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MSRAL 2006 Convention

SLAS Regular Meeting
Friday, January 20, 2012
McDonnell Hall
Washington University

Mineralogy of Astrophysical Environments From IR to UV Spectra


Dr. Anne Hofmeister
Washington University

    Outer space is mostly, but not entirely empty. In the vast spaces between the stars float wispy traces of different types of gas and very small specks of dust. All but the hydrogen and helium gases are the product of stars that died hundreds of millions of years ago. Dr. Hofmeister will talk about the nature of this material and about the instruments that reveal its composition and history. Some of these instruments record the visible light given off by the interstellar clouds. Other instruments detect invisible radiation – “light” with too much energy or too little energy to be sensed directly by human eyes.
     Anne Hofmeister a Research Professor of Earth and Planetary Sciences at Washington University.  Her primary research interests involve the transport of heat deep within the Earth and other planets, and also the study of the dusty material found around some stars and between all stars. She conducts experiments at high pressures and temperatures to help map the changes in mineral structure and to model the flow of rock within the Earth’s mantle. She uses telescope and satellite data to study the properties of interstellar material lying many trillions of miles from the Earth.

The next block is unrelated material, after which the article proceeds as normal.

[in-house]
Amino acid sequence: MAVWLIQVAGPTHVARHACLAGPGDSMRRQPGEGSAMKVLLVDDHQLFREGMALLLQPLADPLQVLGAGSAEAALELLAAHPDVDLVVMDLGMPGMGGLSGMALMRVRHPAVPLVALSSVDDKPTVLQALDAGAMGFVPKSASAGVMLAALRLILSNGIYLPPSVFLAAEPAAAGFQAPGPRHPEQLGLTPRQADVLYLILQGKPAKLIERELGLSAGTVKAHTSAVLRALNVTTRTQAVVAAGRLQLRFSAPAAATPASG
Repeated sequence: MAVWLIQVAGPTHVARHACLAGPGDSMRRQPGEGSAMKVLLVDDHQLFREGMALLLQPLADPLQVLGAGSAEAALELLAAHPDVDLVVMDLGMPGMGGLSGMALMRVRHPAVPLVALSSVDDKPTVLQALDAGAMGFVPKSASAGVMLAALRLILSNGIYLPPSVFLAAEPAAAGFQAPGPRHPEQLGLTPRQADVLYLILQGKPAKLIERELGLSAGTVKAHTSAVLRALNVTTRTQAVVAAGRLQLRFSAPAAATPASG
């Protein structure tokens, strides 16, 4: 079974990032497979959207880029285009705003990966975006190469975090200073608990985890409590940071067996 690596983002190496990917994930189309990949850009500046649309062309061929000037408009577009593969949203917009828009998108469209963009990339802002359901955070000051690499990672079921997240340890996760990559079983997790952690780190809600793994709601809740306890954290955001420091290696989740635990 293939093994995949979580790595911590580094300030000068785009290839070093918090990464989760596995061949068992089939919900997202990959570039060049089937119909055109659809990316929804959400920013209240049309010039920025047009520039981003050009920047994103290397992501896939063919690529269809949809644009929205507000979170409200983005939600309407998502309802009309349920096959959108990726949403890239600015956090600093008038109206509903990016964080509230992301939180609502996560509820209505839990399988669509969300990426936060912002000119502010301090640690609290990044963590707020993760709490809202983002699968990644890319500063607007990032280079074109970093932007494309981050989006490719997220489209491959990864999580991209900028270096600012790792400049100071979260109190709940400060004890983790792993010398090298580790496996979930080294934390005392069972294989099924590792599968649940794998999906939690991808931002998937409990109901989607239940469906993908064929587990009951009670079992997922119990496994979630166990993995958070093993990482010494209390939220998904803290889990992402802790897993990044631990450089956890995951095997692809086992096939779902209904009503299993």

Astro 101

Steve Massey
St. Louis University

COPPER is Saint Louis University's first student satellite in development since 2009 by over
30 students, and is due for launch in December 2012. COPPER has two missions: to test out a
new low-cost infrared camera in Low Earth Orbit, and to help improve the modeling of radiation effects on modern space electronics.



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